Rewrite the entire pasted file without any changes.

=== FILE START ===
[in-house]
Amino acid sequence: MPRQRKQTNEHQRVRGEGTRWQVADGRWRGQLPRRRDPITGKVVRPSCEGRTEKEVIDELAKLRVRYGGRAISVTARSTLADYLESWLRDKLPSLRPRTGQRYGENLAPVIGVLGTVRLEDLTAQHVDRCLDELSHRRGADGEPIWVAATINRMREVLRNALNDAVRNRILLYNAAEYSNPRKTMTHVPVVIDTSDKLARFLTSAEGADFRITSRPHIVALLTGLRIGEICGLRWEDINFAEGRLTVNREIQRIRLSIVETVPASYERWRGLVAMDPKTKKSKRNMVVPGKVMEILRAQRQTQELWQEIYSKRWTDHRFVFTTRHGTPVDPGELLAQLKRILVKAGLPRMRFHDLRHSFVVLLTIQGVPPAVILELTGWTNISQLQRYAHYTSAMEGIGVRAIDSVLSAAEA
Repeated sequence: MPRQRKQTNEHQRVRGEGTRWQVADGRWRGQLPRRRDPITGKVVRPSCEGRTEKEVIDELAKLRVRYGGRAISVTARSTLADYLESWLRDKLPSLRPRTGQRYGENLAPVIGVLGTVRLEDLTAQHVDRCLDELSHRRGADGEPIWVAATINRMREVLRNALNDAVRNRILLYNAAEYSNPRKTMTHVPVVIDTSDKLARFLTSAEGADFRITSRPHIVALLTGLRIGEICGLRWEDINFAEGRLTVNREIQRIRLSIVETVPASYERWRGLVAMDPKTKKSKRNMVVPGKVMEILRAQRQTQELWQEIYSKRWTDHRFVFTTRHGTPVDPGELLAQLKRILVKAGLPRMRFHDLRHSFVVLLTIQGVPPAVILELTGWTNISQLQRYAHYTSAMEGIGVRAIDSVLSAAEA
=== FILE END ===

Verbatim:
[in-house]
Amino acid sequence: MPRQRKQTNEHQRVRGEGTRWQVADGRWRGQLPRRRDPITGKVVRPSCEGRTEKEVIDELAKLRVRYGGRAISVTARSTLADYLESWLRDKLPSLRPRTGQRYGENLAPVIGVLGTVRLEDLTAQHVDRCLDELSHRRGADGEPIWVAATINRMREVLRNALNDAVRNRILLYNAAEYSNPRKTMTHVPVVIDTSDKLARFLTSAEGADFRITSRPHIVALLTGLRIGEICGLRWEDINFAEGRLTVNREIQRIRLSIVETVPASYERWRGLVAMDPKTKKSKRNMVVPGKVMEILRAQRQTQELWQEIYSKRWTDHRFVFTTRHGTPVDPGELLAQLKRILVKAGLPRMRFHDLRHSFVVLLTIQGVPPAVILELTGWTNISQLQRYAHYTSAMEGIGVRAIDSVLSAAEA
Repeated sequence: MPRQRKQTNEHQRVRGEGTRWQVADGRWRGQLPRRRDPITGKVVRPSCEGRTEKEVIDELAKLRVRYGGRAISVTARSTLADYLESWLRDKLPSLRPRTGQRYGENLAPVIGVLGTVRLEDLTAQHVDRCLDELSHRRGADGEPIWVAATINRMREVLRNALNDAVRNRILLYNAAEYSNPRKTMTHVPVVIDTSDKLARFLTSAEGADFRITSRPHIVALLTGLRIGEICGLRWEDINFAEGRLTVNREIQRIRLSIVETVPASYERWRGLVAMDPKTKKSKRNMVVPGKVMEILRAQRQTQELWQEIYSKRWTDHRFVFTTRHGTPVDPGELLAQLKRILVKAGLPRMRFHDLRHSFVVLLTIQGVPPAVILELTGWTNISQLQRYAHYTSAMEGIGVRAIDSVLSAAEA